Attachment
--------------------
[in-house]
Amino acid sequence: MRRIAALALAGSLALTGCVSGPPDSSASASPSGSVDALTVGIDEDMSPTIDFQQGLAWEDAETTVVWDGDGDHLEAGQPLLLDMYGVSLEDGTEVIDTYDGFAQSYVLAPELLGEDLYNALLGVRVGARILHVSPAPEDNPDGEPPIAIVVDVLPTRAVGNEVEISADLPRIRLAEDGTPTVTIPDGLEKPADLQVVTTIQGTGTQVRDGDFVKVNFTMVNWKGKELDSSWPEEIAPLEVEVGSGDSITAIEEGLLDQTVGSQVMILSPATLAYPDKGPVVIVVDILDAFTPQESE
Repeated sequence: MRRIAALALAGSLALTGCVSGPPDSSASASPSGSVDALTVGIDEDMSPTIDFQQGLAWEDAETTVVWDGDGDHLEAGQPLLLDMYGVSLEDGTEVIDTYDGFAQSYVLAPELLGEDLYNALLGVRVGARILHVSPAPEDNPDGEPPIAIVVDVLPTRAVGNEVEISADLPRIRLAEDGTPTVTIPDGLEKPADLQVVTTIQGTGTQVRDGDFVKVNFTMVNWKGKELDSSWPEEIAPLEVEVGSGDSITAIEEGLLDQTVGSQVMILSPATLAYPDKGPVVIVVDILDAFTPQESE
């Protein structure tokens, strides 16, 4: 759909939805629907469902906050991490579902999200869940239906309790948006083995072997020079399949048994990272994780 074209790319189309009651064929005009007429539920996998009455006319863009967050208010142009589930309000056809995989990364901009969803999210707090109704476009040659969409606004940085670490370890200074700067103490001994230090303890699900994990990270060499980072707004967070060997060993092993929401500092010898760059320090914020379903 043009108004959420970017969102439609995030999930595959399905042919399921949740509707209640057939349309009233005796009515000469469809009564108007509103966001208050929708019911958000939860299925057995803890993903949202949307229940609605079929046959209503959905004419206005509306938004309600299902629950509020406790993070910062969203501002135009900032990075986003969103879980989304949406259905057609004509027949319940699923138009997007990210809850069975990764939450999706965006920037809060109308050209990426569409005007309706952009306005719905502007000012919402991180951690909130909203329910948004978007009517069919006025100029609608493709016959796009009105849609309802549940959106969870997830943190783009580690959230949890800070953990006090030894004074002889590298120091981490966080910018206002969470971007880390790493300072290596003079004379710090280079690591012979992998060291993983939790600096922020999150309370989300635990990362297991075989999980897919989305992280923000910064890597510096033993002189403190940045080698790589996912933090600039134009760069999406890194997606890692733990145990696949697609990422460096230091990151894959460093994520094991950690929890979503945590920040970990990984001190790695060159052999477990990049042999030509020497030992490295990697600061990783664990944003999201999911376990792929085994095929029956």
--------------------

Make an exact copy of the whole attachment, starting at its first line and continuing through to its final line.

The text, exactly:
[in-house]
Amino acid sequence: MRRIAALALAGSLALTGCVSGPPDSSASASPSGSVDALTVGIDEDMSPTIDFQQGLAWEDAETTVVWDGDGDHLEAGQPLLLDMYGVSLEDGTEVIDTYDGFAQSYVLAPELLGEDLYNALLGVRVGARILHVSPAPEDNPDGEPPIAIVVDVLPTRAVGNEVEISADLPRIRLAEDGTPTVTIPDGLEKPADLQVVTTIQGTGTQVRDGDFVKVNFTMVNWKGKELDSSWPEEIAPLEVEVGSGDSITAIEEGLLDQTVGSQVMILSPATLAYPDKGPVVIVVDILDAFTPQESE
Repeated sequence: MRRIAALALAGSLALTGCVSGPPDSSASASPSGSVDALTVGIDEDMSPTIDFQQGLAWEDAETTVVWDGDGDHLEAGQPLLLDMYGVSLEDGTEVIDTYDGFAQSYVLAPELLGEDLYNALLGVRVGARILHVSPAPEDNPDGEPPIAIVVDVLPTRAVGNEVEISADLPRIRLAEDGTPTVTIPDGLEKPADLQVVTTIQGTGTQVRDGDFVKVNFTMVNWKGKELDSSWPEEIAPLEVEVGSGDSITAIEEGLLDQTVGSQVMILSPATLAYPDKGPVVIVVDILDAFTPQESE
């Protein structure tokens, strides 16, 4: 759909939805629907469902906050991490579902999200869940239906309790948006083995072997020079399949048994990272994780 074209790319189309009651064929005009007429539920996998009455006319863009967050208010142009589930309000056809995989990364901009969803999210707090109704476009040659969409606004940085670490370890200074700067103490001994230090303890699900994990990270060499980072707004967070060997060993092993929401500092010898760059320090914020379903 043009108004959420970017969102439609995030999930595959399905042919399921949740509707209640057939349309009233005796009515000469469809009564108007509103966001208050929708019911958000939860299925057995803890993903949202949307229940609605079929046959209503959905004419206005509306938004309600299902629950509020406790993070910062969203501002135009900032990075986003969103879980989304949406259905057609004509027949319940699923138009997007990210809850069975990764939450999706965006920037809060109308050209990426569409005007309706952009306005719905502007000012919402991180951690909130909203329910948004978007009517069919006025100029609608493709016959796009009105849609309802549940959106969870997830943190783009580690959230949890800070953990006090030894004074002889590298120091981490966080910018206002969470971007880390790493300072290596003079004379710090280079690591012979992998060291993983939790600096922020999150309370989300635990990362297991075989999980897919989305992280923000910064890597510096033993002189403190940045080698790589996912933090600039134009760069999406890194997606890692733990145990696949697609990422460096230091990151894959460093994520094991950690929890979503945590920040970990990984001190790695060159052999477990990049042999030509020497030992490295990697600061990783664990944003999201999911376990792929085994095929029956």